LANDSCOPE: Money to Burn - Waste, Fraud and Abuse in the Fire Progr

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Mon Apr 3 08:27:43 EST 2000

From: "wafcdc at" <wafcdc at>
Subject: LANDSCOPE: Money to Burn - Waste, Fraud and Abuse in the Fire  Program

LANDSCOPE: News and Views from American Lands - April 3, 2000

Money to Burn: Waste, Fraud and Abuse in the Fire Program

A new report, "Money to Burn: The Economics of Fire and Fuels Management" by
Timothy Ingalsbee, Ph.D. of American Lands' Western Fire Ecology Center
reveals that fire suppression on the National Forests has become a
pork-barrel program that is degrading forest and aquatic ecosystems.
Despite adopting the Wildland Fire Management Policy in 1995, which called
for the agency to allow some fires to burn naturally, the Forest Service
continues to aggressively attack nearly every wildland fire.  The reason is
that it has become big business.  Emergency wildfire suppression
expenditures are increasing, and the Forest Service is spending more per
fire and more per acre burned, according to the report.  From 1970- 1995 the
agency spent $7.9 billion on fire management activities.  More than half of
this was spent on suppression — an average of $381 million a year — even
though fire suppression has been proven to cause ecosystem degradation and
larger fires when they do occur.

. . . It is time the Forest Service implemented the Wildland Fire Management
Policy, and stopped harming the forests and streams with inappropriate and
excessive fire suppression tactics.  "Not every fire needs bombers, chemical
retardants, back burns and bulldozers," said Ingalsbee.  "Many wildland
fires should be allowed to burn and the firefighters should be redirected to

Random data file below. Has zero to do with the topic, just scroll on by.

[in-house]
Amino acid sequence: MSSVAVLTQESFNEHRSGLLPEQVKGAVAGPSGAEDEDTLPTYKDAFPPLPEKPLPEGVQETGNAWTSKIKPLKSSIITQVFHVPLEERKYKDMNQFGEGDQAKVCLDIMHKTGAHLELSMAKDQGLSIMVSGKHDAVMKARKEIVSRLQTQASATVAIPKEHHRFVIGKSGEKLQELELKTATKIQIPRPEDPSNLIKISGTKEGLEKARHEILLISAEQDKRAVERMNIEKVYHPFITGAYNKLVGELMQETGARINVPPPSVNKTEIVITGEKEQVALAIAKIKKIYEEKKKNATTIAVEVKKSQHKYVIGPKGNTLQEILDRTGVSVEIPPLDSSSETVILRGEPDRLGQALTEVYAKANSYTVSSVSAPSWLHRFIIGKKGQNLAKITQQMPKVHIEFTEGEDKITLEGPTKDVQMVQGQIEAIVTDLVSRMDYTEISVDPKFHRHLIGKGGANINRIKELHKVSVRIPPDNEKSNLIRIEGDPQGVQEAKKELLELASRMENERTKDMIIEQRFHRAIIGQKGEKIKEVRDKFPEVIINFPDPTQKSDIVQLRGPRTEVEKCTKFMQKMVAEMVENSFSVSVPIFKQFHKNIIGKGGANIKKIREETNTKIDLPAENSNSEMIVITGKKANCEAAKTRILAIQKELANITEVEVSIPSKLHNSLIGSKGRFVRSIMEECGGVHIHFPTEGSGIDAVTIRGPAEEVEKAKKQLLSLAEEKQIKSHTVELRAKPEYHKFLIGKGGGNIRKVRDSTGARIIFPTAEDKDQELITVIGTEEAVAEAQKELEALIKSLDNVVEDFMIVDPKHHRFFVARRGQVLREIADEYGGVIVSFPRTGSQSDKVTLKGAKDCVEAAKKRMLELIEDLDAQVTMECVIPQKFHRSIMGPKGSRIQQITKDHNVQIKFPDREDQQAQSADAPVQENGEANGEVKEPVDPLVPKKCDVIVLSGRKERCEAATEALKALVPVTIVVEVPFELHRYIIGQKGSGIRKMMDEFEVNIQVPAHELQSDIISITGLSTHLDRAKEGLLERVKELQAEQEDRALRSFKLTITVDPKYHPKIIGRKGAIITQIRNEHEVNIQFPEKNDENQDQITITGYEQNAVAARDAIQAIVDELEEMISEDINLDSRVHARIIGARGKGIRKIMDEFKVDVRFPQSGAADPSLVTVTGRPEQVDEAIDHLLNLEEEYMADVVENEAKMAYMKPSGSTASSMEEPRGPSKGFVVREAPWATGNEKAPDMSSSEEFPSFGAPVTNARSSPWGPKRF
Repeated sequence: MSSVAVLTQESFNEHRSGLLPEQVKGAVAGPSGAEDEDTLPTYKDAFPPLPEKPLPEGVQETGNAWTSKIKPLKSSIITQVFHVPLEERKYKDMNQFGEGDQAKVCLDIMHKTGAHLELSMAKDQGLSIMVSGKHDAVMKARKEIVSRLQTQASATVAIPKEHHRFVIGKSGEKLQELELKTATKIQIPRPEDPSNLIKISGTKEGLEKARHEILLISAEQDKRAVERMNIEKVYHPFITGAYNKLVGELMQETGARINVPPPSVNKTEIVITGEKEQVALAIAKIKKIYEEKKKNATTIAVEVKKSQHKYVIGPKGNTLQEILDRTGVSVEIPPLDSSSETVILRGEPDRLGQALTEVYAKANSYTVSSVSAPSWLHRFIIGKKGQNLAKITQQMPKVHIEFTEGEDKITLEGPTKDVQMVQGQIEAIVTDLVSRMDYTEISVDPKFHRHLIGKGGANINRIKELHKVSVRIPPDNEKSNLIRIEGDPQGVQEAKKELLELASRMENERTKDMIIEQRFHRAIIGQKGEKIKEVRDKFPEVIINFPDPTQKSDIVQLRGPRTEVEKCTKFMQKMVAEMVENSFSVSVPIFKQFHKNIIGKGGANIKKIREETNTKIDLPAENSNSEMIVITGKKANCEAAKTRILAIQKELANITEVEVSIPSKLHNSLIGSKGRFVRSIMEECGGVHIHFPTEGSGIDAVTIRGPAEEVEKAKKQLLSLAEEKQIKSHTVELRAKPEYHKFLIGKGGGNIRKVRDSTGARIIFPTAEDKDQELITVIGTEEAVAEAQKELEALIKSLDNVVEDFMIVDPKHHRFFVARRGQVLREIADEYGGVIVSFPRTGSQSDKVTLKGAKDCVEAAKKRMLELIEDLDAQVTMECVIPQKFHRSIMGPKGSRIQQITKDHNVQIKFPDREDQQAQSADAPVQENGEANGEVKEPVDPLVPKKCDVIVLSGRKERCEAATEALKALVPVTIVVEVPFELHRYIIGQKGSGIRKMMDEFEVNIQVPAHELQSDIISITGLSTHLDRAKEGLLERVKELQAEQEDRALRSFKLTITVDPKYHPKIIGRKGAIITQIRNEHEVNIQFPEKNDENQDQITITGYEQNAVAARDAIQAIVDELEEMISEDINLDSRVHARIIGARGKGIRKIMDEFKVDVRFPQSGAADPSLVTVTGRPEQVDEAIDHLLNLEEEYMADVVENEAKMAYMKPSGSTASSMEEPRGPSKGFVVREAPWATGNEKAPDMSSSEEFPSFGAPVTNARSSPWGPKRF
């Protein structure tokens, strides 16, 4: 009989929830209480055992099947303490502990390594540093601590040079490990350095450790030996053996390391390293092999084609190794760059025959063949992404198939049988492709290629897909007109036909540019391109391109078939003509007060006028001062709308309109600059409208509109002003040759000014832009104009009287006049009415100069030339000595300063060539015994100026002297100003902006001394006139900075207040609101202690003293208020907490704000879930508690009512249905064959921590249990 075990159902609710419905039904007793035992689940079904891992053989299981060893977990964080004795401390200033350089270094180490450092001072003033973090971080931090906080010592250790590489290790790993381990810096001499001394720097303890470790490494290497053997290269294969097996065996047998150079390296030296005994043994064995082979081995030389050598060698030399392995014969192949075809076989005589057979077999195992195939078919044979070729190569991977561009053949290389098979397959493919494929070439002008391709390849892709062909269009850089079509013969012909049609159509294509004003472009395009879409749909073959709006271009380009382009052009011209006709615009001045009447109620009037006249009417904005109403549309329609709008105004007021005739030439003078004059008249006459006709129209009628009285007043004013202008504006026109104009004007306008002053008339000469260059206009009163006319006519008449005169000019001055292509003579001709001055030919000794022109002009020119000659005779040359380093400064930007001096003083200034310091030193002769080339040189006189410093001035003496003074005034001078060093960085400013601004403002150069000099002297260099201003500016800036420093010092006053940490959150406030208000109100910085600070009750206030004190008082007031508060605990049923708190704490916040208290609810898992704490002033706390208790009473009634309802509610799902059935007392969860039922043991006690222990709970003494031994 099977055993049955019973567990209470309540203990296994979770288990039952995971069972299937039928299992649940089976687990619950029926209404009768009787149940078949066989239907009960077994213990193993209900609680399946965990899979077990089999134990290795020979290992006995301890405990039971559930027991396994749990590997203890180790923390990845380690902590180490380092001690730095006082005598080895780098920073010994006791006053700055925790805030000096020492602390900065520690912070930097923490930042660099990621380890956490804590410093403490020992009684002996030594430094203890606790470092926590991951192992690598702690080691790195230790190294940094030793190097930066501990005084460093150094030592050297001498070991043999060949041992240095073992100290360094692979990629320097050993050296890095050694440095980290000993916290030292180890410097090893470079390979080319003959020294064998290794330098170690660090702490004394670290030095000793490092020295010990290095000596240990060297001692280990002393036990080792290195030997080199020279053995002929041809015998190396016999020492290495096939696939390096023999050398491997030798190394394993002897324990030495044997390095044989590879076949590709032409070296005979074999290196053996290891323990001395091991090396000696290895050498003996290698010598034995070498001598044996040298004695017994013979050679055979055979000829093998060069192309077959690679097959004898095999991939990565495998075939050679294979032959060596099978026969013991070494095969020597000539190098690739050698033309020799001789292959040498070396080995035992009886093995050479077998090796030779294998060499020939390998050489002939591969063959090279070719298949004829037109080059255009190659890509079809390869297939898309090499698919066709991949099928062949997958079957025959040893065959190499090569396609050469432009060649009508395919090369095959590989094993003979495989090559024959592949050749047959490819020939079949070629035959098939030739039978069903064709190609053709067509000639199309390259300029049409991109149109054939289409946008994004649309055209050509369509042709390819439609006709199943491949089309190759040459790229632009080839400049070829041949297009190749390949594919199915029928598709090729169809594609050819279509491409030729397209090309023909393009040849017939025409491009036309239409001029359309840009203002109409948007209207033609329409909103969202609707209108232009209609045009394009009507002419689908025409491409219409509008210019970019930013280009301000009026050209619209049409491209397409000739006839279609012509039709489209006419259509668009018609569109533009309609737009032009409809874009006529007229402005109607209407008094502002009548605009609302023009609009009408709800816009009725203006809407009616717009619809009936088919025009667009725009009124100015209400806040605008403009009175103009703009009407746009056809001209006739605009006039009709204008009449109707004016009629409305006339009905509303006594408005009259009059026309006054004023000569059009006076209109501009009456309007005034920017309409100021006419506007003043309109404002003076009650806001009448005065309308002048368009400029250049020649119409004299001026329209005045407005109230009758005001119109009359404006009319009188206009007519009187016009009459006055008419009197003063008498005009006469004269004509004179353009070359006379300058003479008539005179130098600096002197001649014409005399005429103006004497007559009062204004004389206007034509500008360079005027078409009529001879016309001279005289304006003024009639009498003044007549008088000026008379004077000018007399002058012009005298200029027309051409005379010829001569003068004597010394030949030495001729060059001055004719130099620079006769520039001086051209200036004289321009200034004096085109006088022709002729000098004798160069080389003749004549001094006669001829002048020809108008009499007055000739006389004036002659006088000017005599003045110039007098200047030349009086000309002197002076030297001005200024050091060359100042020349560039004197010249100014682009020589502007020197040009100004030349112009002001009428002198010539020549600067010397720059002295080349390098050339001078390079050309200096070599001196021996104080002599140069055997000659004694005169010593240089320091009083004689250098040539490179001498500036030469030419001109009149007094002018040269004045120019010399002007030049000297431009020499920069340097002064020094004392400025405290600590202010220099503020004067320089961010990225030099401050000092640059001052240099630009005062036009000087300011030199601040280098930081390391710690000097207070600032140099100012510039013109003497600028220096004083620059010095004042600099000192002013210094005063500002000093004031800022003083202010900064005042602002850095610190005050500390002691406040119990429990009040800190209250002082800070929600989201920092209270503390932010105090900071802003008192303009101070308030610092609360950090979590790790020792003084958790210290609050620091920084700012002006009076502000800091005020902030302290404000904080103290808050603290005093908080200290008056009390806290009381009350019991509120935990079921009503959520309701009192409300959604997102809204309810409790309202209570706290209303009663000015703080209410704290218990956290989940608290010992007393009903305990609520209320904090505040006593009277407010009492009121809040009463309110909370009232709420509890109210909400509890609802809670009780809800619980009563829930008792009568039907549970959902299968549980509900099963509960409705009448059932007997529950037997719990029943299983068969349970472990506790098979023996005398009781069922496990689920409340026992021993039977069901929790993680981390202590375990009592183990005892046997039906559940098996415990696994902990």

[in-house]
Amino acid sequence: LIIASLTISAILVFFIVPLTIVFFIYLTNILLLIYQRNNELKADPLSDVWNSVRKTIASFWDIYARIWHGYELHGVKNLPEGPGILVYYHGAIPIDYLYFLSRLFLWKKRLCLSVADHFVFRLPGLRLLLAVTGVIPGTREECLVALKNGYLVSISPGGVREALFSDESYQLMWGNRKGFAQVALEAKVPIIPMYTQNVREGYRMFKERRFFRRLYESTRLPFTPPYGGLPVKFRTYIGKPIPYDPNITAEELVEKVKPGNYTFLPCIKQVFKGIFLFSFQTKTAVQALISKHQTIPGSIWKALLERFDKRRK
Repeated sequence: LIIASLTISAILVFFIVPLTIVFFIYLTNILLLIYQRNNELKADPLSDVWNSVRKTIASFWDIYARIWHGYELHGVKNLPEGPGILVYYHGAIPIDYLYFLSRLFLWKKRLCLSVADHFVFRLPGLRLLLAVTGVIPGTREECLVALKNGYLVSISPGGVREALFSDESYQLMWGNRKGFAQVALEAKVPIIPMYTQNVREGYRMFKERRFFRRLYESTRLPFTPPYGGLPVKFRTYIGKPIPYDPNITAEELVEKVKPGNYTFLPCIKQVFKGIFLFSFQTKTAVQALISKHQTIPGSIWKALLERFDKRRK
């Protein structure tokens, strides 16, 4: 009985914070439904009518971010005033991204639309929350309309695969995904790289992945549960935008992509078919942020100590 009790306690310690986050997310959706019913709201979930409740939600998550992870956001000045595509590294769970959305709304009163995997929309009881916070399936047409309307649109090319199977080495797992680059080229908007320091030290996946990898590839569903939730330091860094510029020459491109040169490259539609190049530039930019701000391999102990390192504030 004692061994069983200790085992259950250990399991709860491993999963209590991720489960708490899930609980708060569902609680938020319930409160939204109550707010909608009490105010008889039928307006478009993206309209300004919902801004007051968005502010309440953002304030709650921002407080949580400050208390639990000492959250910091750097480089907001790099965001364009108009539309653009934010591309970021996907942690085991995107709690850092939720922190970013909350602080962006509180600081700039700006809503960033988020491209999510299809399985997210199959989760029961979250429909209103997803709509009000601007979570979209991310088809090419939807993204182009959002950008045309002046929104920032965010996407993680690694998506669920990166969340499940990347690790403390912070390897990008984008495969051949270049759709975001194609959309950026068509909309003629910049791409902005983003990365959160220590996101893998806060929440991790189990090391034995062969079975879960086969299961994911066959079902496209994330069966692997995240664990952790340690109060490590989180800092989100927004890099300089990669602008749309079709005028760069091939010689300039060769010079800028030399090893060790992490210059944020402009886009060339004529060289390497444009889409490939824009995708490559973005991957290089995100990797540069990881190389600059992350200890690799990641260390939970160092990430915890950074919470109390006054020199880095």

lighting prescribed fires to help restore fire dependant ecosystems."  See for a copy of the report and
for more information contact Timothy Ingalsbee, Ph.D. at mailto:fire at

Churches Challenge Gore's Environmental Leadership 

Six bishops and five other religious leaders are asking Vice President Al
Gore to take a leadership role in saving the forests of the South.  The
group concerned with the "sudden, unchecked growth of chips mills"
throughout the south wrote a letter urging the Vice President to develop
policies to preserve the forests for the sake of the wildlife and human
communities that depend on them. The group also reminded the Vice President
of a statement he made as U.S. Senator in 1992 when he said, "in my view
there is not justification for permitting even one chip mill operation along
the Tennessee River." The full text of the letter, with the signers' names
is available at

Natural Resources Law Conference, May 7 - 8

Attend the Saving Ecosystems – Tools for Protecting Public and Private Lands
conference, May 7-8, 2000 in Bozeman Mt.  The event sponsored by The Greater
Yellowstone Coalition, Western Land Exchange Project and Wyoming Outdoor
Council is a workshop for activists involved in ecosystem conservation and
will provide tools to solve the problem of how to maintain the health of
wildland ecosystems and wildlife habitat connectivity in the face of public
and private land development.  For more information contact
mailto:jbrawer at

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Steve Holmer
Campaign Coordinator

American Lands 
726 7th Street, SE
Washington, D.C. 20003
202/547-9213 fax
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